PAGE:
[sc34wg3] Subject Locators
Fri, 10 Jun 2005 21:29:58 +0200
On Jun 10, 2005, at 7:58 PM, Bernard Vatant wrote:
> Bingo, I think I understand,
> Is that what you meant? And it makes no difference if
> the resource type is "concept", "information resource" or
> In that case, we fully agree ...
Yes, there is no difference. Take 'homepage': is that a concept? or a
document? or is
it just the concept of that document?
But what is IMHO the underlying lesson to learn (at least I think it
is what I learned
a while ago) is that you cannot develop/design information systems
orthogonal to the
software architectural style that you use to build that system.
Example: XTM/TMDM make use of two different addressing contexts,
subject address and
subject indicator. This is not in itself a problem, but once you take
that to a system that
deliberately chooses (for architectural reasons) to have only one
addressing context, you
are bound to the system's 'design decisions'.
REST is pretty clear: if you enter a URI in your browser, you GET a
representation of the
resource that the URI identifies. The browser just invokes GET on the
Whatever XTM/TMDM defines, that cannot bechanged, because the REST
connector components are
only aware of this single addressing context. You cannot tel a
browser to use a given URI
either this way (as subject locator) or that way (as subject indicator).
Bottom line: a technology that builds upon another one (and XTM was
made for the Web IIRC)
does not get to redefine the terms.
Of course you can put whatever interpretations you want up in the
air, but then you are simply
not 'on the Web' anynmore. (Same reason why WS-* Web services have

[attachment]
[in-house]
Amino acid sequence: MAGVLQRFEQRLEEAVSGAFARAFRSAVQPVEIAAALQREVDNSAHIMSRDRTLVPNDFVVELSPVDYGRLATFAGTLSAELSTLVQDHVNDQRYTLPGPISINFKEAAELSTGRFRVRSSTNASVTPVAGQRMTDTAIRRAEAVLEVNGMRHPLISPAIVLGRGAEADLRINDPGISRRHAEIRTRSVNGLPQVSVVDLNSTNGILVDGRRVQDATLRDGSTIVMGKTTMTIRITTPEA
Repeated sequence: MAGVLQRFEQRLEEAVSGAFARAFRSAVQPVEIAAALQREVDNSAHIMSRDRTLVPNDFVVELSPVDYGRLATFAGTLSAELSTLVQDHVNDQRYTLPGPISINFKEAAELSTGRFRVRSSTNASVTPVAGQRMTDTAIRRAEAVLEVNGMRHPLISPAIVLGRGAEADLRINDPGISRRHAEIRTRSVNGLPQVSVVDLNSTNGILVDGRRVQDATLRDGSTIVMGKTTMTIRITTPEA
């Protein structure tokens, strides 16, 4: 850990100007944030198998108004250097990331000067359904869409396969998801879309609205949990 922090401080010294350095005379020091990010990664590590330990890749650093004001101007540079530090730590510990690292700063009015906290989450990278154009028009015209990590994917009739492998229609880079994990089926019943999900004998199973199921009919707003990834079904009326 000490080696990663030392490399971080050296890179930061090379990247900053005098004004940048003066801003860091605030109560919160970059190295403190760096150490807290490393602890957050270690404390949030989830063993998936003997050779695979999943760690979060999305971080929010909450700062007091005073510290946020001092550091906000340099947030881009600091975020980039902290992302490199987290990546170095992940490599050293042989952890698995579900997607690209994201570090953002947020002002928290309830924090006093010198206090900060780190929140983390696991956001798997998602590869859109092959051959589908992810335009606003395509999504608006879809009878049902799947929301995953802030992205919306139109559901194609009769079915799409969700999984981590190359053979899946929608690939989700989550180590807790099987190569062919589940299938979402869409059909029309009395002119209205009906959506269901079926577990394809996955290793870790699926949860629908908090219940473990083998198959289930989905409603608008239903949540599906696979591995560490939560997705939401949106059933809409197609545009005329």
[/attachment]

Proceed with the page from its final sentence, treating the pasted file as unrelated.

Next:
nothing to do with
>> -----Message d'origine-----
>> De : email@example.com
>> [mailto:firstname.lastname@example.org]De la part de Bernard Vatant
>> Envoye : vendredi 10 juin 2005 19:37
>> A : email@example.com
>> Objet : RE: [sc34wg3] Subject Locators
>>> I guess Jan meant to write *you can never ever address a resource,
>>>> only a representation*
>>> No, no typo. With HTTP/URI you can never ever address a
>>> representation, only a resource.
>>>> ... otherwise I'm lost.
>> So I'm lost. I guess we have not the same understanding of either
>> "address", or
>> "representation" or "resource" (or all of those words) in this
>> context :((
>>> Have you read Fielding's dissertation? It is quite clear.
>> Only excerpts - I guess I should read it throughout - not tonight ...
>> I read in section 6.2.1. quoted by Patrick
>> "REST accomplishes this by defining a resource to be the semantics
>> of what the author
>> intends to identify, rather than the value corresponding to those
>> semantics at the time
>> the reference is created. It is then left to the author to ensure
>> that the identifier
>> chosen for a reference does indeed identify the intended semantics."
>> *the value corresponding to those semantics* is a
>> "representation", Y/N? and it is what
>> you "address", Y/N? So it's not the resource itself, Y/N? Where
>> is the flaw in my
>> But, beyond that, I guess you agree with the rest of my post?
>> (which is the most
>> sc34wg3 mailing list
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Jan Algermissen, Consultant & Programmer
Tugboat Consulting, 'Applying Web technology to enterprise IT'